The genetics myth meets the great pheromone myth
Posted on December 10, 2012 by James Kohl.
The genetics myth: Clip from Zeitgeist 3: Moving forward. (13.57 minute video) Several prominent neuroscientists discuss epigenetic effects of the environment that are being brought to bear as we learn more about genetically predisposed behaviors, mental disorders, and physical disorders.
Exemplified, albeit without mention, in this next link is the latest information on the likely epigenetic effects of glucose in Alzheimer’s disease and in ALS. Researchers uncover toxic interaction in neurons that leads to dementia and ALS December 10, 2012 in Medical research
Excerpt: By improving the scientific community’s understanding of the biological processes leading to frontotemporal dementia, the researchers have also paved the way for the development of new therapies to prevent or combat the disease, says Leonard Petrucelli, Ph.D., chair of the Department of Neuroscience at Mayo Clinic in Florida, who led the research.
My comment: TDP-43 facilitates the production of a subset of precursor microRNAs (miRNAs). It’s involvement in miRNA biogenesis is indispensable for neuronal outgrowth. Glucose is indispensable for neuronal survival. If TDP-43 alters the glucose-dependent miRNA / messenger RNA balance that helps to ensure intracellular homeostasis in gonadotropin releasing hormone neurosecretory neurons of mammalian brain tissue, the results reported today on TDP-43 and Alzheimer’s support a broad-based approach to the study of glucose and post-transcriptional regulation of miRNA expression in both the nucleus and the cytoplasm.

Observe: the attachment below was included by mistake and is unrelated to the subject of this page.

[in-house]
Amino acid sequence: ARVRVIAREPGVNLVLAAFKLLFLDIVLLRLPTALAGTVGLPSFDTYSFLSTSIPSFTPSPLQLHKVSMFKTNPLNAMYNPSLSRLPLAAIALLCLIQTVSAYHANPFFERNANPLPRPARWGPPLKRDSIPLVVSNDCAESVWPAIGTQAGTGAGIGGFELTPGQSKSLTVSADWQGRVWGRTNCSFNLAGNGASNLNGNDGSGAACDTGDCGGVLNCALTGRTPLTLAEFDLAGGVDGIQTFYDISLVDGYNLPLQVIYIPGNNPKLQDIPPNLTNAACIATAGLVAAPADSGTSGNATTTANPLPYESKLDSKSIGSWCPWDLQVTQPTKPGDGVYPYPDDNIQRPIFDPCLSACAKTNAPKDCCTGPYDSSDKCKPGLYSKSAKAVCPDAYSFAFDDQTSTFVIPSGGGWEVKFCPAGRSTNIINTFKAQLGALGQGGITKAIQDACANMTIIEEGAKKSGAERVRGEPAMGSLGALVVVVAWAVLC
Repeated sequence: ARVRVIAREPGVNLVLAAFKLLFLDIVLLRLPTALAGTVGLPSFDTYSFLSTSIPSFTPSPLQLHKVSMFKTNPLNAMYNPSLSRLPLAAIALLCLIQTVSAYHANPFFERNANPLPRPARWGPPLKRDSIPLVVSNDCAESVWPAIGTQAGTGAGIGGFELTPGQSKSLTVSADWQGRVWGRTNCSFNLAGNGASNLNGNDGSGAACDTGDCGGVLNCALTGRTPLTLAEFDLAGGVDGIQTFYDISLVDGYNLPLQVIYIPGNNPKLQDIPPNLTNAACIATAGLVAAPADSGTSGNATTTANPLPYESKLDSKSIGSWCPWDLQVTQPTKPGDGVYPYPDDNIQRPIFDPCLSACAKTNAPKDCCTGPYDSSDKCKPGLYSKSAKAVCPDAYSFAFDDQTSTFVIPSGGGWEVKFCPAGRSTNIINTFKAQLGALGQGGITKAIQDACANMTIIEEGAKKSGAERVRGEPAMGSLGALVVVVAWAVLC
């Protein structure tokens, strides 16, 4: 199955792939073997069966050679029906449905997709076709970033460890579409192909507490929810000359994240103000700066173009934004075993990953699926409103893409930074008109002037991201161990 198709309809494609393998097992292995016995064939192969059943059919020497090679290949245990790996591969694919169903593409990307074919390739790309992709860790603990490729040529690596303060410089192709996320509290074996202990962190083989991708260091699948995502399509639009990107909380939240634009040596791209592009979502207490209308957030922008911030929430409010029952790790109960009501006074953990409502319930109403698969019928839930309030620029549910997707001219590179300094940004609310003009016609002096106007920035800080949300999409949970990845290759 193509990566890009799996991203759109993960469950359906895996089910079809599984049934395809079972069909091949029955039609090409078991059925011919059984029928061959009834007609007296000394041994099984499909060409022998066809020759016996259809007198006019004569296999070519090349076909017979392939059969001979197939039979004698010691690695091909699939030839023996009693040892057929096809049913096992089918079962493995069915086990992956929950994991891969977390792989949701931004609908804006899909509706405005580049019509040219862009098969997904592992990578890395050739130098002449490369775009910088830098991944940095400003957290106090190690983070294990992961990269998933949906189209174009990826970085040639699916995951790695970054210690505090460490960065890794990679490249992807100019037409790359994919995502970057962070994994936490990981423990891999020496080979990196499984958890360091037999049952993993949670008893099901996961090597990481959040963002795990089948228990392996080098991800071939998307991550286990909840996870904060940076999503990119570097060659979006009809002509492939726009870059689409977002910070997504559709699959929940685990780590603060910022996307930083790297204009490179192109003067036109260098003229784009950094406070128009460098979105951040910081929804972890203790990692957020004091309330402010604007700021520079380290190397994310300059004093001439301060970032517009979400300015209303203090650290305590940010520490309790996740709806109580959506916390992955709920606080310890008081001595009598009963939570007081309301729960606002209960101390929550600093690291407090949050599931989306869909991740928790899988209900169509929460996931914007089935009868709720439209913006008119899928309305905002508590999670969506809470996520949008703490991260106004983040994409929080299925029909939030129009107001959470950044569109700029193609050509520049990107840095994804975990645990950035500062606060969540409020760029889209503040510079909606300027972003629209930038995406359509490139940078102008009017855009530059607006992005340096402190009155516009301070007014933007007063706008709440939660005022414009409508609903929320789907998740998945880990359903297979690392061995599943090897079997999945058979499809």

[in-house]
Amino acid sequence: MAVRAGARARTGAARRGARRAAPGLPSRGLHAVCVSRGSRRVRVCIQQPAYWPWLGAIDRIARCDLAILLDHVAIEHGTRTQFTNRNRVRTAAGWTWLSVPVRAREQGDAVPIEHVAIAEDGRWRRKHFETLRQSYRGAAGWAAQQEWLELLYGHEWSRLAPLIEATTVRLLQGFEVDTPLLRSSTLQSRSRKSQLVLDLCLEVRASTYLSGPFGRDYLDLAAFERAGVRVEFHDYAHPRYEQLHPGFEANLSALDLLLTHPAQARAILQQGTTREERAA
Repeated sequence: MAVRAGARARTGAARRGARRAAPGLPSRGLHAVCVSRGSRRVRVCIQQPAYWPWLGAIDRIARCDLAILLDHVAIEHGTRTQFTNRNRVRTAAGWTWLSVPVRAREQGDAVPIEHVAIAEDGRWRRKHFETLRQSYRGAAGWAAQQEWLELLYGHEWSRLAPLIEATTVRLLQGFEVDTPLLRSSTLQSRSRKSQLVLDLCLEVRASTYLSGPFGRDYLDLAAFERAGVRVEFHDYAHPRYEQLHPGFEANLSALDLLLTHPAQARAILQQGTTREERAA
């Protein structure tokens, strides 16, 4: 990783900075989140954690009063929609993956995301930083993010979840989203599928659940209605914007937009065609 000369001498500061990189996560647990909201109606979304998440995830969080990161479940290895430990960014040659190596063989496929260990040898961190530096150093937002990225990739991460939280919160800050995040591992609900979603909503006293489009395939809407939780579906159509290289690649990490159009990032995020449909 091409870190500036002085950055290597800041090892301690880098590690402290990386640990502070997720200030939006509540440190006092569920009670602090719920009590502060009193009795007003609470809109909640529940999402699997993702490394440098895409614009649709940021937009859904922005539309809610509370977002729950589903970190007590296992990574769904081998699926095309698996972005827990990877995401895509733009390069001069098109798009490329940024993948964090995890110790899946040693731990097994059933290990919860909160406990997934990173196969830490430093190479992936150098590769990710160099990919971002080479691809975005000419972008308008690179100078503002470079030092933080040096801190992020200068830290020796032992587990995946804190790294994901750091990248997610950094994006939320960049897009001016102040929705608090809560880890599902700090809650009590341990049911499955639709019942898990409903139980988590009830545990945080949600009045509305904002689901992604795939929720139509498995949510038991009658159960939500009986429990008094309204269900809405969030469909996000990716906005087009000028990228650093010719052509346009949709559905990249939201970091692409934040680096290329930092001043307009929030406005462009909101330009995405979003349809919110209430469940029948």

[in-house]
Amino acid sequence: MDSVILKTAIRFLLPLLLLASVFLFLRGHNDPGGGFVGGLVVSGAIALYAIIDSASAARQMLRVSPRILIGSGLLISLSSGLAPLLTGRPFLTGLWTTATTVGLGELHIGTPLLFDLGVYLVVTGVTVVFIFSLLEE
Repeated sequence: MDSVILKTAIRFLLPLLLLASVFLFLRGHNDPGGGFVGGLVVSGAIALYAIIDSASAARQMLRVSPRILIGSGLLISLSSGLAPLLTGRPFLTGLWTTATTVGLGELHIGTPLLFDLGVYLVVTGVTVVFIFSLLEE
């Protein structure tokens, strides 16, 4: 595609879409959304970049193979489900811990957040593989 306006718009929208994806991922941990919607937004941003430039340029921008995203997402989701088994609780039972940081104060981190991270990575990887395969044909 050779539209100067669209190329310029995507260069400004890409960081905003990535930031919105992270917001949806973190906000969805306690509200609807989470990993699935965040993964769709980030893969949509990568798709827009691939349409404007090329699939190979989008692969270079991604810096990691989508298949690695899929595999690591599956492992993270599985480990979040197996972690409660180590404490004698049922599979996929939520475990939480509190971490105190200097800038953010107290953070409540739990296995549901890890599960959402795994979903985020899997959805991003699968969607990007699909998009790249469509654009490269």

The involvement of progranulin in hypothalamic glucose-sensing and the involvement of TDP-43 in dysregulation of progranulin, which protects against cell death associated with disease, suggests to me that what ALS and dementia have in common with other neurodegenerative diseases is that they are all linked to the microRNA / messenger RNA balance. This links epigenetic effects of nutrient chemicals and pheromones to intracellular signaling and to non-random stochastic gene expression via intermolecular changes in DNA that enable de novo gene creation of olfactory receptor genes. Altered creation and expression of olfactory receptor genes could thereby explain, at least in part, deficits in olfactory acuity and specificity associated with neurodegenerative diseases at the cellular level of the 4.5 million DNA switches in the human genome.
I mention this only to note that random mutations are not likely to be driving disease processes — like Alzheimer’s, and that proper nutrition and pheromone therapy offers hope to an aging population.
Retired medical laboratory scientist
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